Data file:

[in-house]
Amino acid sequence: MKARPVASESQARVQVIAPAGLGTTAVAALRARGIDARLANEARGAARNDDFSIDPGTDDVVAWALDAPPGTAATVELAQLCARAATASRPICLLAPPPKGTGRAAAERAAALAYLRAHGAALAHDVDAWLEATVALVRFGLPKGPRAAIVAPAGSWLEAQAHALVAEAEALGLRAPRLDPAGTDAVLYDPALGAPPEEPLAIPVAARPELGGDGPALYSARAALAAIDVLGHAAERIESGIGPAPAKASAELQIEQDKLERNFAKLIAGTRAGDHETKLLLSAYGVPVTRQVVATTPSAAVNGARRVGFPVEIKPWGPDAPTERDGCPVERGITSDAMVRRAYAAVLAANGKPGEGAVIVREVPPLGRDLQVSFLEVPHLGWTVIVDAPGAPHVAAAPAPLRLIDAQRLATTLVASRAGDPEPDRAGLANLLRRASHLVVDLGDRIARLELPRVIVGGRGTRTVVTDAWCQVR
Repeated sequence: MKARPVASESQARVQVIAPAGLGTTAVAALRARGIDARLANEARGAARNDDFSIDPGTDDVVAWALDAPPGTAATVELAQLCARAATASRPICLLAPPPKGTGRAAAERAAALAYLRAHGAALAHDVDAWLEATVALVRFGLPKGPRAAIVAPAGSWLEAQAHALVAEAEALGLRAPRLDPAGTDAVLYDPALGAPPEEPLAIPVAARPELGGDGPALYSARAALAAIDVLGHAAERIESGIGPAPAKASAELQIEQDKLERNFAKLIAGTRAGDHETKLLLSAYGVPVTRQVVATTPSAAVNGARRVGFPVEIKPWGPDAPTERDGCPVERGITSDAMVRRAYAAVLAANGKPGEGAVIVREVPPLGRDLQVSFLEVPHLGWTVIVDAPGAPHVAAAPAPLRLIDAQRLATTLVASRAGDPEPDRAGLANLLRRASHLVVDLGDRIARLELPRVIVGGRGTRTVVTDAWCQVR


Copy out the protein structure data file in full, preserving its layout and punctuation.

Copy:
[in-house]
Amino acid sequence: MKARPVASESQARVQVIAPAGLGTTAVAALRARGIDARLANEARGAARNDDFSIDPGTDDVVAWALDAPPGTAATVELAQLCARAATASRPICLLAPPPKGTGRAAAERAAALAYLRAHGAALAHDVDAWLEATVALVRFGLPKGPRAAIVAPAGSWLEAQAHALVAEAEALGLRAPRLDPAGTDAVLYDPALGAPPEEPLAIPVAARPELGGDGPALYSARAALAAIDVLGHAAERIESGIGPAPAKASAELQIEQDKLERNFAKLIAGTRAGDHETKLLLSAYGVPVTRQVVATTPSAAVNGARRVGFPVEIKPWGPDAPTERDGCPVERGITSDAMVRRAYAAVLAANGKPGEGAVIVREVPPLGRDLQVSFLEVPHLGWTVIVDAPGAPHVAAAPAPLRLIDAQRLATTLVASRAGDPEPDRAGLANLLRRASHLVVDLGDRIARLELPRVIVGGRGTRTVVTDAWCQVR
Repeated sequence: MKARPVASESQARVQVIAPAGLGTTAVAALRARGIDARLANEARGAARNDDFSIDPGTDDVVAWALDAPPGTAATVELAQLCARAATASRPICLLAPPPKGTGRAAAERAAALAYLRAHGAALAHDVDAWLEATVALVRFGLPKGPRAAIVAPAGSWLEAQAHALVAEAEALGLRAPRLDPAGTDAVLYDPALGAPPEEPLAIPVAARPELGGDGPALYSARAALAAIDVLGHAAERIESGIGPAPAKASAELQIEQDKLERNFAKLIAGTRAGDHETKLLLSAYGVPVTRQVVATTPSAAVNGARRVGFPVEIKPWGPDAPTERDGCPVERGITSDAMVRRAYAAVLAANGKPGEGAVIVREVPPLGRDLQVSFLEVPHLGWTVIVDAPGAPHVAAAPAPLRLIDAQRLATTLVASRAGDPEPDRAGLANLLRRASHLVVDLGDRIARLELPRVIVGGRGTRTVVTDAWCQVR